Creating Job Descriptions that Really Work
Attracting the right candidates for your open position can often depend on creating accurate job descriptions that truly stand out. By tossing together a job description at the last minute or making a few small (but significant) mistakes in its description, you could receive a deluge of applications from people who are not the right fit for the job.
Here are some considerations when creating job descriptions worthy of your business and the type of people you hope to attract.
Don't forget the basics. Certain basic information should always be included in the job description, including:
- Job title
- Job objective or purpose statement
- Description of the position's responsibilities, scope, and functions
- List of individual tasks to be performed
- Description of the role within the organization and relationship to other jobs
- Skills and qualifications required for the position such as education, experience, licensing, and/or physical requirements
Some companies recycle old job descriptions when an opening occurs. But outdated job information could draw the wrong candidates and result in confusion and wasted time and energy down the road. Always review and update the job description before posting.
Focus on the job title. Job seekers frequently conduct their online search by job title, so this is not the place to experiment with unique or off-beat titles. Make sure the title can be clearly understood and is consistent with other job titles in the market – while always accurately describing the work a new employee will perform.
List key responsibilities, skills, and qualifications. Listing the job's key functions and a percentage of the time these functions require give the candidate a good idea of what the position actually entails. It also helps identify essential functions vs. non-essential functions, which is necessary should an accommodation be necessary for an otherwise qualified candidate with a disability. Include skills and qualifications that are necessary, as well as those that are preferred.
Don't leave out travel requirements. Is travel a necessary part of the open position? If so, offer a percentage of time the new hire will likely be on the road, and where they'll be going. This can help filter out candidates with no interest in traveling for the job.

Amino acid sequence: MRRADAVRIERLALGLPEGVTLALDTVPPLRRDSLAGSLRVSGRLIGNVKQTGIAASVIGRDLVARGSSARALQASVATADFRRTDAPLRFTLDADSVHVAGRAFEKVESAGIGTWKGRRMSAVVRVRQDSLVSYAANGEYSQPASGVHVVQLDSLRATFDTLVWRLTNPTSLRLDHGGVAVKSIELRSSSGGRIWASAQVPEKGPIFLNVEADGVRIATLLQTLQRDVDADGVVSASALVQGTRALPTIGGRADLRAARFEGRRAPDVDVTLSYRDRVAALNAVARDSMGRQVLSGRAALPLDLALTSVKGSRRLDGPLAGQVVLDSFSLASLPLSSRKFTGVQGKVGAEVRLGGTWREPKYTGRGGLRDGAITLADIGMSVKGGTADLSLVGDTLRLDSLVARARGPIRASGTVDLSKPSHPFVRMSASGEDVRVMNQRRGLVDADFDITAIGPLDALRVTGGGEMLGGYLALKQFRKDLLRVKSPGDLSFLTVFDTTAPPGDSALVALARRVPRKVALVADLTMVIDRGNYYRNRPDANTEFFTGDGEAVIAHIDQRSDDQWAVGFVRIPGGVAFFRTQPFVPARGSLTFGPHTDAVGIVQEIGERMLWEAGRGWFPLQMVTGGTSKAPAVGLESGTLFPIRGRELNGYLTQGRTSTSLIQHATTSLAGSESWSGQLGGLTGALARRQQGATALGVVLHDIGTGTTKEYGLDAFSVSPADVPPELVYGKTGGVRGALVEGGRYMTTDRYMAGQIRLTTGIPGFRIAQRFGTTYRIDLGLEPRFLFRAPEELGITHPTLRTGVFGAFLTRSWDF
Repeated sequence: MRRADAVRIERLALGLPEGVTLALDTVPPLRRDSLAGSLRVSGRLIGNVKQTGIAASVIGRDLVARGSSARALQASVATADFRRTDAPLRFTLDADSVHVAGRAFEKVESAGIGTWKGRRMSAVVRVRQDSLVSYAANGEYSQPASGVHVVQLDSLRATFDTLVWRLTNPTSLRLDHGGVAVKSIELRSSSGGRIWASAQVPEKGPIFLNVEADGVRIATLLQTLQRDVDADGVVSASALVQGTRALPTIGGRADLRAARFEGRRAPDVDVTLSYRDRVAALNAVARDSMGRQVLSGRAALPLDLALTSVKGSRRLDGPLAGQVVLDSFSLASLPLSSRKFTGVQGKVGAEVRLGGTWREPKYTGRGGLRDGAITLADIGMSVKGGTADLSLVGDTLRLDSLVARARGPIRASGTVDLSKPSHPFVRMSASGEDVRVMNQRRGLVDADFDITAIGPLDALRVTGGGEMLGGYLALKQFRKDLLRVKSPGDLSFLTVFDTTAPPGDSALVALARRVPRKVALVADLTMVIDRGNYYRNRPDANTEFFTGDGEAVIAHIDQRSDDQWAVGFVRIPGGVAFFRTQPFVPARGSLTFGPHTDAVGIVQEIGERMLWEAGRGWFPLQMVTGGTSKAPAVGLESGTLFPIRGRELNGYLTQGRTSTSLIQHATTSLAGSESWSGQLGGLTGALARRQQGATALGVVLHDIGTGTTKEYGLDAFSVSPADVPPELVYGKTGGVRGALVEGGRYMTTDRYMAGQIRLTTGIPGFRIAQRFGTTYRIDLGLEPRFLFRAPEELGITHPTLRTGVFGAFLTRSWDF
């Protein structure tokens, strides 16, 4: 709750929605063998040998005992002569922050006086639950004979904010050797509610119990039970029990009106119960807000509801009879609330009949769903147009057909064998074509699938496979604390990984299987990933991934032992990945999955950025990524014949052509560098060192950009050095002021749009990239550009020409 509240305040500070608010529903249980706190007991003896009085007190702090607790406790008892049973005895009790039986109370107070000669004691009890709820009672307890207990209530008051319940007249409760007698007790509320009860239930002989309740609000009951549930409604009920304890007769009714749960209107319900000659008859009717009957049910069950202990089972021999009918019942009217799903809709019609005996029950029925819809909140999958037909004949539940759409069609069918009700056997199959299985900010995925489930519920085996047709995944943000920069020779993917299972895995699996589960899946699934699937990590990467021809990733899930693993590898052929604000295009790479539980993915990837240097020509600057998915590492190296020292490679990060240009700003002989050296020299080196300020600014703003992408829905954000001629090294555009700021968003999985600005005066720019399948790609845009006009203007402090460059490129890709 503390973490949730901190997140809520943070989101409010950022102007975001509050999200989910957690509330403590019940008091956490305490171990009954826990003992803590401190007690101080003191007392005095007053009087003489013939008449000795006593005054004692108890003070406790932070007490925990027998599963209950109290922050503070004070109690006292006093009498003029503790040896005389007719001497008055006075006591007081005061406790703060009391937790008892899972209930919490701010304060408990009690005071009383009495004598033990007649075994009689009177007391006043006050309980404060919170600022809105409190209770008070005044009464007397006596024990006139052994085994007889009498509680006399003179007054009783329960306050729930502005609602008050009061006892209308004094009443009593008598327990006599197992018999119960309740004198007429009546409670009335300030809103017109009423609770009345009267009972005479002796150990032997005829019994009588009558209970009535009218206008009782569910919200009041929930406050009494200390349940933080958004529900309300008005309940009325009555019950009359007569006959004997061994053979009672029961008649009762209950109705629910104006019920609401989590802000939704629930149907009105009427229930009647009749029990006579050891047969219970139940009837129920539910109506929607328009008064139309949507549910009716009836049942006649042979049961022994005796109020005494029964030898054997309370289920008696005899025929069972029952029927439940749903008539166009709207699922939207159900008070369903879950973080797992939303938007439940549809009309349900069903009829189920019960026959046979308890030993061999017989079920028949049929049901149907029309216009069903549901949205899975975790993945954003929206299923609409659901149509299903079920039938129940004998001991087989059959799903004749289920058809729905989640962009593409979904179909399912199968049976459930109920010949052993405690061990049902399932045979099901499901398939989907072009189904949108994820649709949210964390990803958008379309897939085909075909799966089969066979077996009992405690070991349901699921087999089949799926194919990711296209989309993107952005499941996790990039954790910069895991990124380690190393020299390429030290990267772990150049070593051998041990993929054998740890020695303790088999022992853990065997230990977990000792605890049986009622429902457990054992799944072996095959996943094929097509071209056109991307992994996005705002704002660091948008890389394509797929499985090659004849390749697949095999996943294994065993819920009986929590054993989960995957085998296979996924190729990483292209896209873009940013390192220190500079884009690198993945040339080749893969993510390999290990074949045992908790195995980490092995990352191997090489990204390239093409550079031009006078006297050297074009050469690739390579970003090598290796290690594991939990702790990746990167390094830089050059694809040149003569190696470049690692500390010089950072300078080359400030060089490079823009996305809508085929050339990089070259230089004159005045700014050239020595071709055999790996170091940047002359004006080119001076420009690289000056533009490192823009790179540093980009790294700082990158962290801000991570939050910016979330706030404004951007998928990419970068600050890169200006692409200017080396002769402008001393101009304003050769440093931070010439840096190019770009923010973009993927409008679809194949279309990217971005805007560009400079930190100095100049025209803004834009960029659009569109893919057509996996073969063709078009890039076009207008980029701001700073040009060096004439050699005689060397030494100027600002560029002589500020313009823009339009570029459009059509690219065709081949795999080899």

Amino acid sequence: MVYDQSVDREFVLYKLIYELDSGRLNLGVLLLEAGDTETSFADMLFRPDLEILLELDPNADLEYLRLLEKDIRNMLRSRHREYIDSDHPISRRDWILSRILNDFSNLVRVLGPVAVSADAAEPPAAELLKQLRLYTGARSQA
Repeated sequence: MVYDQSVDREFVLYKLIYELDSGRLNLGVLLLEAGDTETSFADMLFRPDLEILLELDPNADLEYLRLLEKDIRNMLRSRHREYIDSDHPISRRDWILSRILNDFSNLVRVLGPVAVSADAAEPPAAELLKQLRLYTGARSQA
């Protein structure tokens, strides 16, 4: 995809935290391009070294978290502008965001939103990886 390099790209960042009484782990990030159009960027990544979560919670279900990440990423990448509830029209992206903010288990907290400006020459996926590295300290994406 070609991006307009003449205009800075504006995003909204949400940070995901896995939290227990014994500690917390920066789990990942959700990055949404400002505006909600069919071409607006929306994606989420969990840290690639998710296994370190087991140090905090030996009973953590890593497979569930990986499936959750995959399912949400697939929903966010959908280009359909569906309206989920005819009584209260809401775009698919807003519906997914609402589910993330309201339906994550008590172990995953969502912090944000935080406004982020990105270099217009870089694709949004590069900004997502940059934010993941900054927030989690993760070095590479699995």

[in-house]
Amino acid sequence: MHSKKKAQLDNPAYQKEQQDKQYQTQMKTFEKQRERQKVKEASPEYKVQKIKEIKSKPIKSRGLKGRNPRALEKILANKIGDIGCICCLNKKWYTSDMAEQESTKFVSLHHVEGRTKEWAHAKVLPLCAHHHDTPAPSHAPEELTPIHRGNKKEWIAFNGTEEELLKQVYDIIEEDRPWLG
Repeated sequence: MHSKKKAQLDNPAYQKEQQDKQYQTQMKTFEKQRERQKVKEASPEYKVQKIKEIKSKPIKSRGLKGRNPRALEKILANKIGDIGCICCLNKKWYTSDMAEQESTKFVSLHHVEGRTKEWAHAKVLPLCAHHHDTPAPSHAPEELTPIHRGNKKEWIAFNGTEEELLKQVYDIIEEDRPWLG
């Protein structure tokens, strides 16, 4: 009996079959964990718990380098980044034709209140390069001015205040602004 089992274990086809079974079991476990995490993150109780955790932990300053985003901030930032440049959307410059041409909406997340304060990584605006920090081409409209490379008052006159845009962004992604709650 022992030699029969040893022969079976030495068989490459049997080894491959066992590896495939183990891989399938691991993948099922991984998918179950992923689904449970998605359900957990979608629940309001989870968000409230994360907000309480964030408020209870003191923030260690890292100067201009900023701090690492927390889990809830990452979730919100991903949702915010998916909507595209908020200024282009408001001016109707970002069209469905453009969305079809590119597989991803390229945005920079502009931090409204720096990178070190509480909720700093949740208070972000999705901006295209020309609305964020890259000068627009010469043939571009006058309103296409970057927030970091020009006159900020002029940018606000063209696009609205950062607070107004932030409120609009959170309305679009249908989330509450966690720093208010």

Include information on both benefits and salary. Applicants want to know about health care benefits and retirement plan options, but be sure to also include salary information (or at least "competitive pay range" or "salary negotiable"). Many qualified job seekers will skip past a job description with no reference to salary.
Focus on language and format. Job seekers often skim job postings. Consider bullet points and language that are clear, concise, and reader-friendly. Eliminate the subject of your sentences (it's understood the subject is the person interested in the position) and use present-tense verbs. A requirement in a sales position, for example, might read: "Attends regional sales meeting on a quarterly basis."
Keywords count – but not in excess. Keywords are necessary to improve your search rankings, but a job description overloaded with keywords and phrases won't fool Google, nor will it prove to be persuasive with applicants. Use language that's logical (put yourself in the job seeker's shoes) and appropriate to your industry.
It's about the candidate. Some companies mistakenly promote themselves over the job itself. That's not how candidates think. First and foremost, they want to know about the type of person you're seeking, the roles and responsibilities of the position, and why the job might be right for them. After you meet this obligation, there's still space left over to promote your employer brand with a brief rundown of awards, achievements, and a sense of your company culture. What makes your business special and why should exceptional job seekers want to work there?
After composing a job description, put it aside for a day or two, or run it past a colleague for his reactions. Then proofread it carefully. Typos or errors in spelling and grammar can harm your credibility. On the other hand, a well-crafted job description can improve the chances you'll find the best candidate for the job.